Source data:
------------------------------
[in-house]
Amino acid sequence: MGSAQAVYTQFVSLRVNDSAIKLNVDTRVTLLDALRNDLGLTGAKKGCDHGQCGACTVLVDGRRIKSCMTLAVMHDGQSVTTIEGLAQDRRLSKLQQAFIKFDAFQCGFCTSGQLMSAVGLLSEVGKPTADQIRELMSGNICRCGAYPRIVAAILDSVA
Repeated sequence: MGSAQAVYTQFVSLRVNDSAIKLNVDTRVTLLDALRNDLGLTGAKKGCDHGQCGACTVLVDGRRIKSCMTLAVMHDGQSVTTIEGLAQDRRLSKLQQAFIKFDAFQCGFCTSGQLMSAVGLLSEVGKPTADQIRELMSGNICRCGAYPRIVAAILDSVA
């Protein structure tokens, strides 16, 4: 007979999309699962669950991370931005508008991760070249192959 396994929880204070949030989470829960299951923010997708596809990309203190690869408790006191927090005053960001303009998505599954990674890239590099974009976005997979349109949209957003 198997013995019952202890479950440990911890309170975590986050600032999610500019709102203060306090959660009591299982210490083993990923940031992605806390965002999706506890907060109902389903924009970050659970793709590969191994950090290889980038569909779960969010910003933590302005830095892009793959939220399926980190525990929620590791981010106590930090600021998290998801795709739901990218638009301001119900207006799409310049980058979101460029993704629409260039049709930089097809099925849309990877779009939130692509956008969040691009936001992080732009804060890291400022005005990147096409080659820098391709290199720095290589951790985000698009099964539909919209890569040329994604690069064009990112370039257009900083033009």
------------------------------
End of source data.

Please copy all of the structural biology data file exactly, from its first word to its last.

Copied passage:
[in-house]
Amino acid sequence: MGSAQAVYTQFVSLRVNDSAIKLNVDTRVTLLDALRNDLGLTGAKKGCDHGQCGACTVLVDGRRIKSCMTLAVMHDGQSVTTIEGLAQDRRLSKLQQAFIKFDAFQCGFCTSGQLMSAVGLLSEVGKPTADQIRELMSGNICRCGAYPRIVAAILDSVA
Repeated sequence: MGSAQAVYTQFVSLRVNDSAIKLNVDTRVTLLDALRNDLGLTGAKKGCDHGQCGACTVLVDGRRIKSCMTLAVMHDGQSVTTIEGLAQDRRLSKLQQAFIKFDAFQCGFCTSGQLMSAVGLLSEVGKPTADQIRELMSGNICRCGAYPRIVAAILDSVA
């Protein structure tokens, strides 16, 4: 007979999309699962669950991370931005508008991760070249192959 396994929880204070949030989470829960299951923010997708596809990309203190690869408790006191927090005053960001303009998505599954990674890239590099974009976005997979349109949209957003 198997013995019952202890479950440990911890309170975590986050600032999610500019709102203060306090959660009591299982210490083993990923940031992605806390965002999706506890907060109902389903924009970050659970793709590969191994950090290889980038569909779960969010910003933590302005830095892009793959939220399926980190525990929620590791981010106590930090600021998290998801795709739901990218638009301001119900207006799409310049980058979101460029993704629409260039049709930089097809099925849309990877779009939130692509956008969040691009936001992080732009804060890291400022005005990147096409080659820098391709290199720095290589951790985000698009099964539909919209890569040329994604690069064009990112370039257009900083033009």